Alternative Computing Technologies (ACT) Lab

School of Computer Science

Georgia Institute of Technology

Tabla is an accelerator generator framework for geometric machine learning algorithms. It is an open source project under the Apache license.

TABLA Language Specifications

TABLA provides a Domain Specific Language, specifically designed to make the implementaion of geometric machine learning algorithms easier.

Language Rules


  • Every statement ends with a semicolon(;).
  • There are five data types supported in TABLA:
    • model_input
    • model_output
    • model
    • gradient
    • iterator
  • Variables of these data types must be declared. Multiple variables of the same data type can be decalred in the same line, even if they have different dimensions. For example, the following is legal:
        model_input i[x], j[y][z];
    On the other hand, if a declared variable does not have a data type declared with it, it does not have to be declared. For example,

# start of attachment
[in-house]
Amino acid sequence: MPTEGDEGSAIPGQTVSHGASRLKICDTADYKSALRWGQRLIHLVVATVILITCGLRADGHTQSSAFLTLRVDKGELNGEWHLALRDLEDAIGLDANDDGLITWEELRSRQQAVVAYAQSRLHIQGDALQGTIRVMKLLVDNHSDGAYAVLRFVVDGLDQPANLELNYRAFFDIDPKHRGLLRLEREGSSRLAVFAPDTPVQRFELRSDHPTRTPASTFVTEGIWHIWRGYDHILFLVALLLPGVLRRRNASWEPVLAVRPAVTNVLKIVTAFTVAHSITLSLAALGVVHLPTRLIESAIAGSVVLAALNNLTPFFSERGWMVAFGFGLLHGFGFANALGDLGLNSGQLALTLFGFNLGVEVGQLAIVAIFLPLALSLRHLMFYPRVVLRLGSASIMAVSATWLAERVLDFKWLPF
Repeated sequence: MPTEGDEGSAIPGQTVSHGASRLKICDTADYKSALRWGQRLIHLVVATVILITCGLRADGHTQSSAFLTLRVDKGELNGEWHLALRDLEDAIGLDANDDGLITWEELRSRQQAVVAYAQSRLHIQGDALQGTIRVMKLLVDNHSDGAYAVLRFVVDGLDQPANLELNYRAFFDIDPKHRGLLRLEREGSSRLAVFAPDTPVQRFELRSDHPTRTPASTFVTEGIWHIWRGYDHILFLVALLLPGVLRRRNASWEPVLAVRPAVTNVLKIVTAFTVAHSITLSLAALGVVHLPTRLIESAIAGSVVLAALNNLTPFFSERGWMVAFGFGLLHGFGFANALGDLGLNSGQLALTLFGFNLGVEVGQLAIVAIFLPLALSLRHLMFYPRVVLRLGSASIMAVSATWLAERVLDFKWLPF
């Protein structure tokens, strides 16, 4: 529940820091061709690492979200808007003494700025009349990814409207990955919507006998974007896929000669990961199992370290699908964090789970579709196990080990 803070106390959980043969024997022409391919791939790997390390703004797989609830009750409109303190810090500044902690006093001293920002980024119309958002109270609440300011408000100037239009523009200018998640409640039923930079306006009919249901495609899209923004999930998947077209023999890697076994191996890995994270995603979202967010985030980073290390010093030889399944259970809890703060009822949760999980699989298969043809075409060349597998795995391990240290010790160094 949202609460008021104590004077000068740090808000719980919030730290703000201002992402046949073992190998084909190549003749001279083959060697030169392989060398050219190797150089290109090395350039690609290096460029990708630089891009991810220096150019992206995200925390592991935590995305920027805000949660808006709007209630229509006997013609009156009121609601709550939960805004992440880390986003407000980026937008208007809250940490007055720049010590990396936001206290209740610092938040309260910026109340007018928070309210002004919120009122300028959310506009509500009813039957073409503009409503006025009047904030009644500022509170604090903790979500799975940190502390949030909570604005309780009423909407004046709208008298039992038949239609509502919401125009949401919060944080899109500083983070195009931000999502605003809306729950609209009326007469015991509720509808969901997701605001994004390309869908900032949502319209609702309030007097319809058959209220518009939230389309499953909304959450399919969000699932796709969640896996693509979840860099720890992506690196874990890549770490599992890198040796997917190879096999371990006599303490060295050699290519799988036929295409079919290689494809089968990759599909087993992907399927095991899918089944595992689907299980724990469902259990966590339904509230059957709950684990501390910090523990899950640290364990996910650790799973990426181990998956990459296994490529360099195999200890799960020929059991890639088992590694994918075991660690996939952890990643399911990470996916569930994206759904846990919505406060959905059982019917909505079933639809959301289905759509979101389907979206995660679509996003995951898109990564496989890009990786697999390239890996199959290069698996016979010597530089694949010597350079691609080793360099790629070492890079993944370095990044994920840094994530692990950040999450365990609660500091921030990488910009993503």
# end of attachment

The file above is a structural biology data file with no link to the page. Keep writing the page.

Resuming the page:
m = 10;
    This is a valid statement, even though the variable m does not have a data type associated with it explicitly. The following code snippet is legal:
        m = 15; model_input x[m];
    However, the following is not legal, since n is not declared:
        model_output y[n];
  • Iterator data type has a special syntax associated with its variables. A variable name is immediately followed by a left bracket, a starting point and an end point, delimited by a colon, and a right bracket. In other words,
    (data type) (variable name)(left bracket)(digit or an integer variable)(colon)(digit or an integer variable)(right bracket)
    Using a token notation,
    This is because iterator data type serves the same functionality as a for loop. The range of values to be looped is expressed inside the brackets. These are integer values incrementing by 1. Either raw values or variables containing an integer value (or both) can be used for this.
    Here are examples of valid iterator declartion:
        iterator i[0:10]; // all iterator arguments as integer literals
        iterator j[m:n]; // all iterator arguments as integer variables (that should havebeen decalred before this statment)
        iterator k[m:10]; // one iterator argument as an integer variable, the other as an integer literal